Ischemic stroke is characterized by acute loss of neurons, various glia and the disruption of synaptic architecture. Here, we discuss the potential use of pluripotent stem cells to surpass the efficacy of current treatments.
A frightful cascade of events is involved in neural cell death, or apoptosis, in brains of stroke patients including calcium influx into cells, impaired mitochondria, oxygen and glucose depletion, and glutamate excitotoxicity. As if that weren’t enough, further damage comes with the subsequent release of reactive oxygen species, as well as the disruption of the blood-brain barrier by the release of proteases from endothelial cells and the resulting infiltration of immune cells. Cytokines released by these immune cells then lead to inflammatory reactions and even more increased brain injury.
The high morbidity, mortality and disability rates in patients suffering ischemic stroke has been a longstanding clinical challenge and takes a staggering toll on patients, their families and support communities. A typical course of clinical management may include a variety of approaches including thrombolytic therapy, percutaneous intravascular interventions, behavioral rehabilitation, and pharmacotherapy. Many patients suffering from stroke, however, remain disabled in spite of these interventions. The dependence of timing and technical expertise of these treatments contributes to poor clinical outcomes.
Clearly, there is a need for radical new therapies for ischemic stroke and among the most promising are pluripotent stem cell based approaches. Pluripotent stem cell therapy is currently being developed for several diseases, including diabetes. Basic and translational research thus far have focused on three types of stem cells including embryonic stem cell (ESCs), neural stem cells (NSCs), and mesenchymal stem cells (MSCs). Naturally induced neurogenesis by endogeneous NSCs is found in several stroke models, but the number and survival rate of new neurons derived from endogeneous neurogenesis are low and the new neurons are insufficient to replace those lost.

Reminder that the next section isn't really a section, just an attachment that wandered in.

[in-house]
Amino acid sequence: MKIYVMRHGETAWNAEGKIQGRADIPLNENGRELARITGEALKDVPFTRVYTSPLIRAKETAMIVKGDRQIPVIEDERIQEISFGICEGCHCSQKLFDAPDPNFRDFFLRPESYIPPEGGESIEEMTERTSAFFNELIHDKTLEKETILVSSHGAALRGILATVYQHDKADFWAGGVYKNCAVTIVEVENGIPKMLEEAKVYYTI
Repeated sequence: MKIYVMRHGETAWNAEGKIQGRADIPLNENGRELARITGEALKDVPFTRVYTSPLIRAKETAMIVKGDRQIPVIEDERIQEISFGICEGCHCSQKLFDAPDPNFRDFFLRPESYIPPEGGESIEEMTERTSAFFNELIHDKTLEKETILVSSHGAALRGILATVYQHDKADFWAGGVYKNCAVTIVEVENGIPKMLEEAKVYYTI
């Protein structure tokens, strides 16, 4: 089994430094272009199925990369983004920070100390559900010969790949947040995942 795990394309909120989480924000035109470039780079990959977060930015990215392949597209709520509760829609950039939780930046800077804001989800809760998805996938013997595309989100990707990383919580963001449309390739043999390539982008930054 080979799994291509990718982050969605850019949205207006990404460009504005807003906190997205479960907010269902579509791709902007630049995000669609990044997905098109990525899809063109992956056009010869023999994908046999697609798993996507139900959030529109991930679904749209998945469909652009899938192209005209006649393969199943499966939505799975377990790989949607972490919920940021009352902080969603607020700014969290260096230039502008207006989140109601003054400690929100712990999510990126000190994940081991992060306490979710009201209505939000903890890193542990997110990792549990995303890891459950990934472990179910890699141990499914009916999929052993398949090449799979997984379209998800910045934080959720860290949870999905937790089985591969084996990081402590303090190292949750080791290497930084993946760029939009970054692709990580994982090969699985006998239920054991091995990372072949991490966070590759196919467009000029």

Clinical studies have demonstrated the high efficiency and safety of pluripotent stem cells (especially MSCs) for stroke management. The ameliorative effects of stem cells might be rooted in multiple mechanisms including cell replacement, neuroprotection, endogenous neurogenesis, angiogenesis, and modulation of inflammation and immune responses.
But some unknowns and deficiencies have to be addressed before clinical application. Complications that still need to be overcome include cell homing, survival, tracking, optimal cell transplantation protocols, adverse event monitoring, and treatment management. Better understanding of the mechanisms of pluripotent stem cells in treating ischemic stroke will help resolve many of these issues.
 Lei Hao, Zhongmin Zou, Hong Tian, Yubo Zhang, Huchuan Zhou, Lei Liu Stem Cell-Based Therapies for Ischemic Stroke Biomed Res Int. 2014; 2014: 468748. doi: 10.1155/2014/468748